The word “guild” may evoke images of medieval craftsmen, but the idea is still alive and well among cheesemakers in the United States. The goal of these groups is to connect cheesemakers with each other, as well as educate anyone who appreciates good cheese (like all of us here at culture!) Their websites provide information about cheese in the region or state, as well as helpful resources for chefs and retailers who are hoping to incorporate local cheese into their business.
Here are just a few highlights of some of the cheese guilds you can find around the United States:
Massachusetts Cheese Guild
Agriculture used to be the leading occupation for New England, and even though things have changed, consumers have started to demand local, artisan cheeses. The Massachusetts Cheese Guild, a nonprofit consumer education group, is comprised of cheesemakers, retailers, distributors, and cheese fans who can pay a small fee online in exchange for information about tastings and events. Guild President Barbara Hanley hopes to education consumers in the Bay State about all the great cheese being made here. Another goal of the guild is to mentor aspiring cheesemakers who are trying to break into the business. You can read more about it in this Boston Globe article.
The Southern Cheesemakers’ Guild
Another region with a rich history of farmstead dairying, this small but growing group currently includes creameries in Alabama, Georgia, Indiana, North Carolina, Tennessee, and Virginia. Membership is open to commercial cheesemakers in any “southern” state (which are loosely defined), but they also encourage membership of anyone who is seriously working towards starting their own cheese business.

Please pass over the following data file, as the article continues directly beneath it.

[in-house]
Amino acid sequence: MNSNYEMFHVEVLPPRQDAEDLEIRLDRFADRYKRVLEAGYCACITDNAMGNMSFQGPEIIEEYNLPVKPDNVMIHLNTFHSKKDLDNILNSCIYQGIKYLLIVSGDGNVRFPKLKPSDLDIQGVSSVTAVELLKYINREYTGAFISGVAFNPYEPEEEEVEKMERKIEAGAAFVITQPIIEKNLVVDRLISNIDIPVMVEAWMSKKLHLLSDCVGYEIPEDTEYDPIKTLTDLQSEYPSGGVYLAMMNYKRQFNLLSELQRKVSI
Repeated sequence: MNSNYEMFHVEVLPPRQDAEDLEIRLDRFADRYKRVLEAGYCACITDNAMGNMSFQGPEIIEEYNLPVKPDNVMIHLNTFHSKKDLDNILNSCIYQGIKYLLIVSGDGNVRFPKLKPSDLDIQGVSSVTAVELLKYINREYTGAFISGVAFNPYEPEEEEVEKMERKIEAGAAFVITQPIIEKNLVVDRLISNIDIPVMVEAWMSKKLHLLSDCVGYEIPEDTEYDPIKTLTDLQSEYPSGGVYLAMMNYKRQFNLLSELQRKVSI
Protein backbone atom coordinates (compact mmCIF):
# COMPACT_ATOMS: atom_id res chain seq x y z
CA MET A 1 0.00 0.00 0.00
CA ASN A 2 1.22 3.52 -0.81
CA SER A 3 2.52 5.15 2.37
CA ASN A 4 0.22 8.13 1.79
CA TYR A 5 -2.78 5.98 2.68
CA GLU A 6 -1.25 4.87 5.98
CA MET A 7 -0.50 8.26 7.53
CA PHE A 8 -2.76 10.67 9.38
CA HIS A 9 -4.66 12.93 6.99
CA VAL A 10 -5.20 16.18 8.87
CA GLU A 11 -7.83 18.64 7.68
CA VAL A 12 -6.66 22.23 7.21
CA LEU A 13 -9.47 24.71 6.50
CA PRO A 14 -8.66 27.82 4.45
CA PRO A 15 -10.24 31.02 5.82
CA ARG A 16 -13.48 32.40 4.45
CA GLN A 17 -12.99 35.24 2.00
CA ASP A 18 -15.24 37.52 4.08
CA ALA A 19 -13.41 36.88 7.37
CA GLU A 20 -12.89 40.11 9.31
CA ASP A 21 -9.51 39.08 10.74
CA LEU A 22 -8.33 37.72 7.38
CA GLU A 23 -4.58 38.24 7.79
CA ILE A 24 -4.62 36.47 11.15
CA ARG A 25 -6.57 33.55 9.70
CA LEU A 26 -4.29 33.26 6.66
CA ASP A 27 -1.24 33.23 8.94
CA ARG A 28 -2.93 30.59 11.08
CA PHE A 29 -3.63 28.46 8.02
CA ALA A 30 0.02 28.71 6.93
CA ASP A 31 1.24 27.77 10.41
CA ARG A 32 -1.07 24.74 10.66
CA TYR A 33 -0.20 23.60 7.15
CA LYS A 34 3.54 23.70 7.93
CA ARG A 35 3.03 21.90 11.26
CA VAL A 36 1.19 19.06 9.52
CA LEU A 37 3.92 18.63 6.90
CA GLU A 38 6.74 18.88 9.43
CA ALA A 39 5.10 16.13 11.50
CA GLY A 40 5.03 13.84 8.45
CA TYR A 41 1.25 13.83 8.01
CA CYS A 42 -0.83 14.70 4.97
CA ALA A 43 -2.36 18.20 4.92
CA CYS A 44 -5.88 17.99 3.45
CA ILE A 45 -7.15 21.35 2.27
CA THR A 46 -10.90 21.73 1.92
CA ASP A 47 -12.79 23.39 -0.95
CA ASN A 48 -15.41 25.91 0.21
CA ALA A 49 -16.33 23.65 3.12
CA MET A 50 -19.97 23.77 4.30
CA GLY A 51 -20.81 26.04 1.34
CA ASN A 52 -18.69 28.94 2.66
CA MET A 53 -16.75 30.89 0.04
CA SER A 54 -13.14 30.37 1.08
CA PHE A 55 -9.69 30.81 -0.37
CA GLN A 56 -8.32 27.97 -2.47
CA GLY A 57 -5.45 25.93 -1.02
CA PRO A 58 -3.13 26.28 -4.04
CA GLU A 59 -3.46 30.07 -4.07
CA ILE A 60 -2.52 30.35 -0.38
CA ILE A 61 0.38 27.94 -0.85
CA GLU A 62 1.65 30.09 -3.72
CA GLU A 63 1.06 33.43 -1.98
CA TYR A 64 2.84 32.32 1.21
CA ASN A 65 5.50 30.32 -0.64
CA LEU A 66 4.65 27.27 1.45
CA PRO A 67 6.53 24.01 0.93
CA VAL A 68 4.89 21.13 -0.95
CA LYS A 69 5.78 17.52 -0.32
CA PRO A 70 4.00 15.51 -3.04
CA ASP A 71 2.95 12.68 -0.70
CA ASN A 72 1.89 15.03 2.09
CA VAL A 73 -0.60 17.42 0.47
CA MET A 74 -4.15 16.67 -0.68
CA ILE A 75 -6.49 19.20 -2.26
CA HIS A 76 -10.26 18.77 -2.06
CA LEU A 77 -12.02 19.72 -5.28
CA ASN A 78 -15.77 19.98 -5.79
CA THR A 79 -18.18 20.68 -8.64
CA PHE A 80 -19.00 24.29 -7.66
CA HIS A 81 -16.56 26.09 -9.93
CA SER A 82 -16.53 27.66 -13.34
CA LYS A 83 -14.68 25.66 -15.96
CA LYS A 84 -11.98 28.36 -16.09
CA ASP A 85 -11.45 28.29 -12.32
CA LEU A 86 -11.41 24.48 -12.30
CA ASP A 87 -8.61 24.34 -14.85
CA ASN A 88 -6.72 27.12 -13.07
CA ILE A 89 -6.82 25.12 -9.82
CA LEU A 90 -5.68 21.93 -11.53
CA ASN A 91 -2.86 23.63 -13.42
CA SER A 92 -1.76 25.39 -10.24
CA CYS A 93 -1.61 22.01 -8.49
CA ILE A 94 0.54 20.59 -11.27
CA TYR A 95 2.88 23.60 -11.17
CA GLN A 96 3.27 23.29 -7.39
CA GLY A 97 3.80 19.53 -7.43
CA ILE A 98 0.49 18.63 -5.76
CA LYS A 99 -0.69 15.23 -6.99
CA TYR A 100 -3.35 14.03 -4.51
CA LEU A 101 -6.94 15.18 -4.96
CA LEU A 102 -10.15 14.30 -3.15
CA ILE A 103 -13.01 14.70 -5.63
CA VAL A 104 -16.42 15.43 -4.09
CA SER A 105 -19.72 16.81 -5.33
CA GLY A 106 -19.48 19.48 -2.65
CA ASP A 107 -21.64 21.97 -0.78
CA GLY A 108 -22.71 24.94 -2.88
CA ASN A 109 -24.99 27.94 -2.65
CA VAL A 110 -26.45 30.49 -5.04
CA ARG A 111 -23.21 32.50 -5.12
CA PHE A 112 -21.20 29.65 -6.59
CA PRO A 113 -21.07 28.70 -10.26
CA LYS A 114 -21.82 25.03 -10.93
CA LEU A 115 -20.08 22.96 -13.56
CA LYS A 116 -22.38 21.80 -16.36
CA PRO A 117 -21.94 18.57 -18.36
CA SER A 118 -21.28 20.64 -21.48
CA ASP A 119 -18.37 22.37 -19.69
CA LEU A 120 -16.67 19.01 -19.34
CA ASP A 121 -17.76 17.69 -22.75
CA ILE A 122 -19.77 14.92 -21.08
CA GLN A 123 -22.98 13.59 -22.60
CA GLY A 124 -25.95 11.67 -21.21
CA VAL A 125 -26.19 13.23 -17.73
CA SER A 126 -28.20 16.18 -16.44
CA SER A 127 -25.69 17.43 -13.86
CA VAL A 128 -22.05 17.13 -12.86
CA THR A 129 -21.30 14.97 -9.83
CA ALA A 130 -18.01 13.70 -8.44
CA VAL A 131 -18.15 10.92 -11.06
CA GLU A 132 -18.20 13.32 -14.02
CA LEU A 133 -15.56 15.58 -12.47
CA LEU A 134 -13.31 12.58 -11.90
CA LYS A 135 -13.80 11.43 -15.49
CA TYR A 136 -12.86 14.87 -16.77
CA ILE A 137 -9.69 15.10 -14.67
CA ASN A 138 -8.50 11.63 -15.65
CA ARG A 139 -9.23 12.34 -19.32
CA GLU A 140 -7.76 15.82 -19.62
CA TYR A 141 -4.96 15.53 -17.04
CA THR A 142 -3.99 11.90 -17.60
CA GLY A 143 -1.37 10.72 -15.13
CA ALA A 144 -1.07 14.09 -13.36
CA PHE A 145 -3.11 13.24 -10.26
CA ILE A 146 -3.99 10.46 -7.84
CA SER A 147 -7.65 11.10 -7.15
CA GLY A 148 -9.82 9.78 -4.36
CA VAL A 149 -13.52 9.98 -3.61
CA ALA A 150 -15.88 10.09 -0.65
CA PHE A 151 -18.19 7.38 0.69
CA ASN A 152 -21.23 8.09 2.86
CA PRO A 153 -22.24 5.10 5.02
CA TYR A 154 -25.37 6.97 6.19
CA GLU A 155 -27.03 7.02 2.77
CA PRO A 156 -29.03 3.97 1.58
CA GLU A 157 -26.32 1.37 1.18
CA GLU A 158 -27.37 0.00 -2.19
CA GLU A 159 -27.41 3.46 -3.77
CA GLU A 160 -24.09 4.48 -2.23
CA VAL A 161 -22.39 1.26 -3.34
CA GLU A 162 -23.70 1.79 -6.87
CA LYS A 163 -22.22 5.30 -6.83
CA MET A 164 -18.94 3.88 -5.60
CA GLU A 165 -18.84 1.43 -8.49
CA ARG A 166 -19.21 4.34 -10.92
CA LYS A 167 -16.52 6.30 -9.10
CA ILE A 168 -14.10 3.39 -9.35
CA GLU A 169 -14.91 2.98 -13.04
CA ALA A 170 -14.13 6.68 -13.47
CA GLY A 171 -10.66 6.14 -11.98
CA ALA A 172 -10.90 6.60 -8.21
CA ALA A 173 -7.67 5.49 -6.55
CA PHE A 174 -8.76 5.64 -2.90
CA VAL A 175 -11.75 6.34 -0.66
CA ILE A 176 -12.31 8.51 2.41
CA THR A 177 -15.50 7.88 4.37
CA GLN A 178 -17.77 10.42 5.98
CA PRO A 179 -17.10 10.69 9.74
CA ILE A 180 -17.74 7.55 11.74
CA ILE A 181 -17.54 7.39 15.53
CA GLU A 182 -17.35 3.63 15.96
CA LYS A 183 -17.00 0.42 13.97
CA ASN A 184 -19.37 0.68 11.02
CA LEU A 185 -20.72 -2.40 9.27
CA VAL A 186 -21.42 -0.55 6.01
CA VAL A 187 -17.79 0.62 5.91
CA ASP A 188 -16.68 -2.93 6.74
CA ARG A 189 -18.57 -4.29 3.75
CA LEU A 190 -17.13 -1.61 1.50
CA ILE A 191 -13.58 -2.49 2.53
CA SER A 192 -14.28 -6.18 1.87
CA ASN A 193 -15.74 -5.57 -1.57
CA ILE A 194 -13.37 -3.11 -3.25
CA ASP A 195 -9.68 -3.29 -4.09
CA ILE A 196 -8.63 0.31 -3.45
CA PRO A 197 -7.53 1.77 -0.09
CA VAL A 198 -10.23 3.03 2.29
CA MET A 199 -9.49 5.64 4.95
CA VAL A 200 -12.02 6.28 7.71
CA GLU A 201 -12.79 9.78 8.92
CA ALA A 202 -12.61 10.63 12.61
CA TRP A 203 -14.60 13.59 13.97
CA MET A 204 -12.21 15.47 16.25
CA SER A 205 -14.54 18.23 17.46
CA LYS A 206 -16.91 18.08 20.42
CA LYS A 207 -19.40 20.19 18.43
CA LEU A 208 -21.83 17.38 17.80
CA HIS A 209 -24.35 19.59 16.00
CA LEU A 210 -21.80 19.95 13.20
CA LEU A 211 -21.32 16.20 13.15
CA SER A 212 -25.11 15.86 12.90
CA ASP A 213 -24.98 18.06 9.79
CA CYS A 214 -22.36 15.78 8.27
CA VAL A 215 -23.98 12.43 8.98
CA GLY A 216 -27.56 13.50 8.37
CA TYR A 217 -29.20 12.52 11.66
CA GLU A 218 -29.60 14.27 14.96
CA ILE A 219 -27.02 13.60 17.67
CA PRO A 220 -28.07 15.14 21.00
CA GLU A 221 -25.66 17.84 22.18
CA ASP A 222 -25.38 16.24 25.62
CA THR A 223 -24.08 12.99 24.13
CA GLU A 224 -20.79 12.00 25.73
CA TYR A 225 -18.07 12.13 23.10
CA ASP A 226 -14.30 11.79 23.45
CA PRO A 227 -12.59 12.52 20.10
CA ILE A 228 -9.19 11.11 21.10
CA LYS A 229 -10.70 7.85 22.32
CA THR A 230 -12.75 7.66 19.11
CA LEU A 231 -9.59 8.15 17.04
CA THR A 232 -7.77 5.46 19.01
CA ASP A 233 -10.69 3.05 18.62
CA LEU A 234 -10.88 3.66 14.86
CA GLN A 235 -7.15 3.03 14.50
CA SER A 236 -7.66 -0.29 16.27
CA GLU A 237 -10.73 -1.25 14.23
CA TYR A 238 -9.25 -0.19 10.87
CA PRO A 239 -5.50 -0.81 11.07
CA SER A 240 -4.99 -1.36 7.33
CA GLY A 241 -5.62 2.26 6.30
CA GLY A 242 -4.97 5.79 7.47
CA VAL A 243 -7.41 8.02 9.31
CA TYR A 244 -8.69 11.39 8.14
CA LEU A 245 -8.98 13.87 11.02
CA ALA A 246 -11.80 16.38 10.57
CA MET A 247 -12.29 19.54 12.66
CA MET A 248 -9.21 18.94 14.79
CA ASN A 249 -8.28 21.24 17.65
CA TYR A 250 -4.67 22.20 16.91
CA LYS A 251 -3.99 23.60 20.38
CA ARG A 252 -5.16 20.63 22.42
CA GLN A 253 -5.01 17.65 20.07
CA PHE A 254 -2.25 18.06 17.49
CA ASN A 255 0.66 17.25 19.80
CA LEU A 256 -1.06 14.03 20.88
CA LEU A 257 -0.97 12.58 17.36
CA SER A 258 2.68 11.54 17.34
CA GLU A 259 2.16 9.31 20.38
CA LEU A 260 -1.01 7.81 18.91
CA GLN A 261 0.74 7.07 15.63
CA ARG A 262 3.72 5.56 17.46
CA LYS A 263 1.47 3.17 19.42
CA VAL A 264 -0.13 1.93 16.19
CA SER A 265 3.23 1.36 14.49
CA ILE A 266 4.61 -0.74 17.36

Wisconsin Artisan Cheesemaker Guild
Of course the state most readily associated with cheese has a guild for artisan cheesemakers. This group’s mission is to connect current cheesemakers with those who are just starting out, in order to provide networking and educational opportunities. Membership is not open to consumers or retailers, unlike some other guilds. They are dedicated to celebrating and increasing exposure of Wisconsin artistan and farmstead cheesemakers.
Oregon Cheese Guild
The website includes information about the Guild’s Oregon Cheese Trail, that encourages cheese tourism, as well as a comprehensive directory of all Oregon Cheesemakers. The Guild also hosts yearly events for the general public, such as The Wedge, a cheese tasting event in Portland. It also boasts that it is “one of the few cheese guild organizations nationwide that involves all milk types–cow, goat, and sheep–in a single organization.”
Check out these other guilds around the country: Ohio Cheese Guild, Maine Cheese Guild, Vermont Cheese Council, and California Artisan Cheese Guild. We suggest taking a look around any of these websites’ helpful resources, especially if you live in or plan to visit one of these areas and want to discover some seriously good cheese.
Photo credit: Featured image of cheese display for MA Cheese Guild Launch courtesy of Essdras M. Suarez for Boston Globe